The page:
“The finest single example of landscape gardening, in the modern style, is at Dr. Hosack’s seat, Hyde Park, and the best specimens of the ancient or geometric style may probably be met with in the neighborhood of Philadelphia.” [Fig. 4]
Hovey, C. M., November 1839, “Notices of Gardens and Horticulture, in Salem, Mass,” describing Elfin Glen, residence of P. Dodge, Salem, Mass. (Magazine of Horticulture 5: 404)
“The cottage stands near the road, and is entered from the west front; on the south end is a piazza; the drawing-room opens into this, and thence into the garden to an open space, answering somewhat the purpose of a terrace, neatly gravelled; a walk from thence conducts directly, in a straight line, nearly to the edge of the river, where it terminates in a rustic arch and vase on the lawn; on each side of the walk there is turf, with circles of flowers at the distance of ten or twelve feet; these are each backed by a line of buckthorn hedges, with a view to screen both the fruit garden on the east, and the vegetable garden on the west, from sight. As much as we dislike criticism in such a case as this, we must admit that this has too set an appearance for a garden in the modern style; our ideas, in regard to picturesque gardening, or, rather, what may be called the gardenesque style, are, perhaps, somewhat known, and some of our readers might think it singular for us not at once to disapprove of such taste. We have suggested to Mr. Dodge what we consider a great improvement, and have advised the removal of at least one of the hedges, and other alterations, which we think would add greatly to the beauty of the grounds.”
Hovey, C. M., September 1840, “Notes on Gardens and Gardening, in New Bedford, Mass.,” describing the estate of James Arnold, New Bedford, Mass. (Magazine of Horticulture 6: 362–63)
“Mr. Arnold’s grounds are decidedly the most ornamental that we have ever seen, and convey to those who have not a good conception of the modern or English style of gardening, a better idea of what this style consists in, than they could learn by reading a hundred descriptions of the same. . . .
“The house stands about one hundred and fifty feet from the street; a broad carriage-way enters on one side, and, sweeping by the entrance to the house, in a semicircular form, opens to the street on the opposite side. Between this carriage-way and street there is a fine lawn; this is varied by two or three elegant groups of trees, which break the view of the house from the street, and likewise convey an idea of greater extent, by partly preventing those who are entering upon the approach from seeing those who are departing from the house.”
Hovey, C. M., November 1841, “Select Villa Residences,” describing Highland Place, estate of A. J. Downing, Newburgh, N.Y. (Magazine of Horticulture 7: 402)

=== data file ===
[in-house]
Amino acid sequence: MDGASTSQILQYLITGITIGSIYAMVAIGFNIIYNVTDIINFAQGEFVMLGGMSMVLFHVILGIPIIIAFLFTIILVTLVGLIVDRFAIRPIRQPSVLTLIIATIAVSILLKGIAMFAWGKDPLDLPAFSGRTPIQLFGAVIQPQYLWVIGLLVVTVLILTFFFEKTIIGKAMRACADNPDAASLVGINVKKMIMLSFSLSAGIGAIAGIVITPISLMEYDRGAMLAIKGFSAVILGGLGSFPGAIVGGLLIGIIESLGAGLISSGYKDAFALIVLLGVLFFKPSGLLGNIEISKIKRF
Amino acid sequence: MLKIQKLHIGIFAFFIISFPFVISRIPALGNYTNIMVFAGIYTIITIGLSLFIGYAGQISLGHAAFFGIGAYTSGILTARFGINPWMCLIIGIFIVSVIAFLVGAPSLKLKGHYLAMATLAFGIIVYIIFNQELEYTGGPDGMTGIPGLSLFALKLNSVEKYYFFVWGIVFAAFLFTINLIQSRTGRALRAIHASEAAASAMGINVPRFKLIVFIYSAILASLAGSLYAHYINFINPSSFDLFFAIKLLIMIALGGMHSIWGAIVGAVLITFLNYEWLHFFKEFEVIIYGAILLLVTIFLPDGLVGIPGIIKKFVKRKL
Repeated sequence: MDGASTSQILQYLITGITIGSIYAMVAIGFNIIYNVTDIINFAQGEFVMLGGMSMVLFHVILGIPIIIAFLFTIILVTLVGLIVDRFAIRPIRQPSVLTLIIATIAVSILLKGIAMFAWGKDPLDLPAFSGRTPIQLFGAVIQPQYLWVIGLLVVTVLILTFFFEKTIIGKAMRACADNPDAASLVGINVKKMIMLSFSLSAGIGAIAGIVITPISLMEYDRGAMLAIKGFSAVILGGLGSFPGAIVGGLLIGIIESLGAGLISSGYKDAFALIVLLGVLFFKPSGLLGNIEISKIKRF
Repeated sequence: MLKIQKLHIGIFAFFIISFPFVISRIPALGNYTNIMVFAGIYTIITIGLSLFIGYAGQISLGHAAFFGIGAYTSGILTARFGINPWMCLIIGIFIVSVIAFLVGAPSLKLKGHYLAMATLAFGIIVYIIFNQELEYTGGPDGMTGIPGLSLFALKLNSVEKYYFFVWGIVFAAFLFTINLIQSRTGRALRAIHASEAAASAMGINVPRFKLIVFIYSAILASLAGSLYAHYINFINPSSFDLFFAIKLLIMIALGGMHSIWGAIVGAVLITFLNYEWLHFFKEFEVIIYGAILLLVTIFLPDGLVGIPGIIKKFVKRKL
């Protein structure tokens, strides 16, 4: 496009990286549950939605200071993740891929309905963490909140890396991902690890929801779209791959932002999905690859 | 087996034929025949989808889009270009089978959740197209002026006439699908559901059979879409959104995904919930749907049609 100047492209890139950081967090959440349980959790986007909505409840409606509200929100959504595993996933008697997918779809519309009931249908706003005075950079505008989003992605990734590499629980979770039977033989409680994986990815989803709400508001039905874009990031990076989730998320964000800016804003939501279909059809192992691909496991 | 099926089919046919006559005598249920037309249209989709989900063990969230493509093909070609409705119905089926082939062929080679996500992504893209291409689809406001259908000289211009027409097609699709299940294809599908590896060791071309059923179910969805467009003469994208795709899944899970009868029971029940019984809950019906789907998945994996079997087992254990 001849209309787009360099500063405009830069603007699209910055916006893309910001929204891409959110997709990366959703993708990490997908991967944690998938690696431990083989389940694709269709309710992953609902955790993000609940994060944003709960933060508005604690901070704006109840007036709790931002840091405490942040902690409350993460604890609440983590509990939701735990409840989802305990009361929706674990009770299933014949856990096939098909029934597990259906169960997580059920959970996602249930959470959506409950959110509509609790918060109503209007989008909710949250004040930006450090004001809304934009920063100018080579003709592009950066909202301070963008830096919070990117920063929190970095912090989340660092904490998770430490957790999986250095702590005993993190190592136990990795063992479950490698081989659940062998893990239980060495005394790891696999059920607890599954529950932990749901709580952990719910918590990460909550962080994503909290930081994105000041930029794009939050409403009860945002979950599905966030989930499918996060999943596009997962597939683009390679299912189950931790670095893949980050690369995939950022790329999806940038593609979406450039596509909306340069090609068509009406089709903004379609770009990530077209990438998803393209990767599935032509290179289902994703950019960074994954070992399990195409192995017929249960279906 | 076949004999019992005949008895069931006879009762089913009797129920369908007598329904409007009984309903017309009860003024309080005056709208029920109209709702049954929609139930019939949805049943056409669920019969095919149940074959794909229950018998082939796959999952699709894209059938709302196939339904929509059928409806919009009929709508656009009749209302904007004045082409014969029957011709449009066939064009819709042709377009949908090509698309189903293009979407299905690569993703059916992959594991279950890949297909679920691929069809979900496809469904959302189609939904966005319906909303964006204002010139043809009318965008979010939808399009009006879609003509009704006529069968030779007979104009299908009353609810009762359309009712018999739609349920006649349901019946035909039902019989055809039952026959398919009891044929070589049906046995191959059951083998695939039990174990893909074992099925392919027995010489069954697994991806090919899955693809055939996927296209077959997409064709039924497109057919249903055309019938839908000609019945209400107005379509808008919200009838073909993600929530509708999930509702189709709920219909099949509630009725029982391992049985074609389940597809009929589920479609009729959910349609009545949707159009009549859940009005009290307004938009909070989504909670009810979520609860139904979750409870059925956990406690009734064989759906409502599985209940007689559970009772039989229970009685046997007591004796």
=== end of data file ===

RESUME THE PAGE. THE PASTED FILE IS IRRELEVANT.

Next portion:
“Mr. Downing’s house is situated on the upper piece, or that farthest from the river, and the annexed ground plan represents a portion of this lot, laid out in the modern or English style.” [Fig. 5]
W., February 1842, describing Lowell Cemetery, Lowell, Mass. (Magazine of Horticulture 8: 50)
“In laying out these grounds, the skill of the designer has been displayed, in combining somewhat the ‘ancient or geometric style’ with the natural or irregular. In some parts, the regular forms and right lines are well adapted to the location of the ground, while in others, the varied and gradually curving forms give an air of grandeur and boldness, and in combining these with the natural scenery, cannot fail to call forth, in the minds of visitors, impressions of love and veneration.”
Downing, A. J., 1851, describing plans for improving the public grounds of Washington, D.C. (quoted in Washburn 1967: 54–55)
“My object in this Plan has been three-fold:
“1st: To form a national Park, which should be an ornament to the Capital of the United States; 2nd: To give an example of the natural style of
Landscape Gardening which may have an influ
ence on the general taste of the Country. ...
“4th: Smithsonian Park or Pleasure Grounds.
“An arrangement of choice trees in the natural style, the plots near the Institution would be thickly planted with the rarest trees and shrubs, to give greater seclusion and beauty to its immediate precincts.” [Fig. 6]
Horticola [pseud.], March 1852, “Notes on Gardens and Country Seats Near Boston,” describing Oakley Place, seat of William Pratt, Boston, Mass. (Horticulturist 7: 127)
“OAKLEY PLACE, the residence of Mrs. PRATT, is near Mr. CUSHING’S, and presents a fine specimen of a small country place, combining the picturesque and the natural—the gardenesque and the wild, in beautiful harmony together.”
Walter, Cornelia W., 1847, describing Mount Auburn Cemetery, Cambridge, Mass. (p. 14)
“The avenues are winding in their course and exceedingly beautiful in their gentle circuits, adapted picturesquely to the inequalities of the surface of the ground, and producing charming landscape effects from this natural arrangement, such as could never be had from straightness or regularity.” [Fig. 7]
Heely, Joseph, 1777, Letters on the Beauties of Hagley, Envil, and the Leasowes ( 1982: 1:55–58; also quoted in O’Neal 1976: 150)
“Beauty in gardening, as I observed before, does not consist in perfect symmetry, as in architecture; it is composed, and ever delights, in a sympathizing irregularity. . . .